Tuesday, 5 April 2016

Today We Drop Bombs, Tomorrow We Build Bridges: How Foreign Aid became a Casualty of War

Today We Drop Bombs, Tomorrow We Build Bridges: How Foreign Aid became a Casualty of Warby Peter Gill
Publication date: 15th May 2016

  • Reveals how the historic foundations of humanitarian aid - independence, impartiality and neutrality - are under threat following 15 years of the ‘War on Terror’
  • In an explosive chapter, shows how CIA operations in Pakistan to find Osama Bin Laden led to Save the Children being banned from the country
  • Vivid on-the-ground reporting from the Turkey-Syria border, Afghanistan, Somalia, Kenya and Pakistan
  • Shows how western counter-terror laws are restricting humanitarian relief operations and costing lives

'[An] urgent and incisive book of reportage...Gill’s deft analysis and reporting provide an enlightening account of a new world disorder, where the “civilized principles supposedly governing a war” have been forfeited.'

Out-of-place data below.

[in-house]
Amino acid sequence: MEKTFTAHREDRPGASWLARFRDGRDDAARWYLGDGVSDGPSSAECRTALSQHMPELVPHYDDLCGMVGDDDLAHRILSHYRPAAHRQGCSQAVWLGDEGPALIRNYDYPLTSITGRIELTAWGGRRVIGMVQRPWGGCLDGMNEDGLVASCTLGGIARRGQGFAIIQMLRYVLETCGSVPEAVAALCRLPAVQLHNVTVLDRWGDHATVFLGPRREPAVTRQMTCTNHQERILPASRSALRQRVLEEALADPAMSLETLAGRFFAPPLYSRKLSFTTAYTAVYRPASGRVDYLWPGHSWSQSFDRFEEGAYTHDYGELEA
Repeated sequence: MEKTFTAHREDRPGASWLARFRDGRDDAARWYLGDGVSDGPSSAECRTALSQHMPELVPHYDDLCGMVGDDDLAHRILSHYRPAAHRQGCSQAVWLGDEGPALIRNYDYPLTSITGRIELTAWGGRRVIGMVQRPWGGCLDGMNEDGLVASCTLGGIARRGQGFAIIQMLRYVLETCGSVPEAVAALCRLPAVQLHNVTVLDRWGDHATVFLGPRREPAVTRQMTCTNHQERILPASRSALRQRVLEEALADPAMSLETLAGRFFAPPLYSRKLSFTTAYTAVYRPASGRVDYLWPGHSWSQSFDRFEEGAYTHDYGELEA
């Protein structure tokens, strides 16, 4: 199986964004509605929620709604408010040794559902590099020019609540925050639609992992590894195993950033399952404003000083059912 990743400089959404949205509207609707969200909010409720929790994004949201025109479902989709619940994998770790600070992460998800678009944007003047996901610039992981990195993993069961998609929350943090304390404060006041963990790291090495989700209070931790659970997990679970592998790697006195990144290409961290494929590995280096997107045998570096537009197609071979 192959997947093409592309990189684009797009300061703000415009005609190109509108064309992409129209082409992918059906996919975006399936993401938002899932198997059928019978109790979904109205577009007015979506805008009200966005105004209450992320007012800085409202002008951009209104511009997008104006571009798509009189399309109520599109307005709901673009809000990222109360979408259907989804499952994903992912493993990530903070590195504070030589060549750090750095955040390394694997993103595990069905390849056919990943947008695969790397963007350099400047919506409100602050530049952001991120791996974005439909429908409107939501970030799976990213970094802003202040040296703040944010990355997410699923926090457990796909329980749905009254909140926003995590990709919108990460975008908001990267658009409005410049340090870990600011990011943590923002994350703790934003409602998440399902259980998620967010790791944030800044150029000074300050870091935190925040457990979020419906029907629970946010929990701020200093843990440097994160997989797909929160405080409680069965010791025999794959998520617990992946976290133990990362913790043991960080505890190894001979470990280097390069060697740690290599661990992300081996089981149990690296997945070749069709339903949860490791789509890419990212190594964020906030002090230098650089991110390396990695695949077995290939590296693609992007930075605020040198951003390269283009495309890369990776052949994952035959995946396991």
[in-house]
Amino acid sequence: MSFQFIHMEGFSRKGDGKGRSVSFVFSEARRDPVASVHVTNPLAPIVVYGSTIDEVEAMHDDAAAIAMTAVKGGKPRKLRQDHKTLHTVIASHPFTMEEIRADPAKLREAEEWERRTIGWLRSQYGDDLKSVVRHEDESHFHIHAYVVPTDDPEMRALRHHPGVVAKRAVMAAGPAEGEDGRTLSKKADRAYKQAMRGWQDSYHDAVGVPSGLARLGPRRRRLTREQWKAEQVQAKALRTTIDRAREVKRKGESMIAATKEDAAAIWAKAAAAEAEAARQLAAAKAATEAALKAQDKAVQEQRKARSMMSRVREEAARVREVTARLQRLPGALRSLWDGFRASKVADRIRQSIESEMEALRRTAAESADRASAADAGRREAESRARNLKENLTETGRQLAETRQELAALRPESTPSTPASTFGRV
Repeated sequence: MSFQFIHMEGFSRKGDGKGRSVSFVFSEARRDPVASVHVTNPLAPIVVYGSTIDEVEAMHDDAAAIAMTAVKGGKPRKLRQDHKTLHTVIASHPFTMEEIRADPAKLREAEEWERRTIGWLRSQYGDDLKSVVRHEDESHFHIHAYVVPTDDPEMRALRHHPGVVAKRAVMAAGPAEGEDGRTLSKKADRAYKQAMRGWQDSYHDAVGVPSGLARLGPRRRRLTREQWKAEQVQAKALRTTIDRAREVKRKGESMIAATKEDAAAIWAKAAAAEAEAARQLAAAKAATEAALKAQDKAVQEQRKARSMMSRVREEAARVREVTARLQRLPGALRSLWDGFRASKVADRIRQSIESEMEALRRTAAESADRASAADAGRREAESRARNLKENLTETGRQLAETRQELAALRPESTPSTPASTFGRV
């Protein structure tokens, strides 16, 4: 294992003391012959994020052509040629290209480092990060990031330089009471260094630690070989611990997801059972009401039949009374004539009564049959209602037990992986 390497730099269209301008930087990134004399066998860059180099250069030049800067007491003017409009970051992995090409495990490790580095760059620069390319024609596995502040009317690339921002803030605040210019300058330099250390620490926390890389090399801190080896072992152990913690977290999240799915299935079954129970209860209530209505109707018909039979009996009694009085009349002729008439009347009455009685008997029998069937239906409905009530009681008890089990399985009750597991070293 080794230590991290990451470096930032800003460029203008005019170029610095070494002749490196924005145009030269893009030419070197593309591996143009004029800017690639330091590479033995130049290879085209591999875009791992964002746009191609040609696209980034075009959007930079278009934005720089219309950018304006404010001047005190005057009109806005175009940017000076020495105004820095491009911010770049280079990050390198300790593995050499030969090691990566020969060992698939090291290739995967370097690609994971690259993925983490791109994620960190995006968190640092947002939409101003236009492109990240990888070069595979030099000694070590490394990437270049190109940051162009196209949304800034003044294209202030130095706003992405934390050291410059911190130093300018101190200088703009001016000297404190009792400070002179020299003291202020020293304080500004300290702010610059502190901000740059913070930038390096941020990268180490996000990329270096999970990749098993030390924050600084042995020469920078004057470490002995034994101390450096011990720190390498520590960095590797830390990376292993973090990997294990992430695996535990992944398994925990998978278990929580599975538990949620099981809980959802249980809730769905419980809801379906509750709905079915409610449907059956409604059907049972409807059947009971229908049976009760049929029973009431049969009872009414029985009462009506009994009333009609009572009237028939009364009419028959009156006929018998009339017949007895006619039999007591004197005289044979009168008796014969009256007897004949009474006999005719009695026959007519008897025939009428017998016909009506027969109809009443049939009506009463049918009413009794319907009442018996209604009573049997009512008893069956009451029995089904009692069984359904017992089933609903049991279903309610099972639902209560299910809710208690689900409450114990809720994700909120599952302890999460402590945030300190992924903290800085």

Publishers Weekly

‘Peter Gill visits the frontline in some of the most dangerous warzones in the world, and powerfully challenges the concept of benign aid. For anybody who believes in the need for a more peaceful world, this is an essential read.’
Antony Loewenstein, author of Disaster Capitalism: Making A Killing Out Of Catastrophe

The 'War On Terror' has politicized foreign aid as never before. Aid workers are being killed at an alarming rate and civilians in war-torn countries abandoned to their fate. From the ravaged streets of Mogadishu to the unending struggle in Helmand, Peter Gill travels to some of the most conflict-stricken places on earth to reveal the true relationship between the aid business and Western security. While some agencies have clung to their neutrality against ever stiffer odds, others have compromised their impartiality to secure the flow of official funds.
 

In a world where the advance of Islamic State constitutes the gravest affront to humanitarian practice and principle the aid community has faced in decades, Gill poses the crucial question - can Western nations fight in a country and aid it at the same time? Read more....

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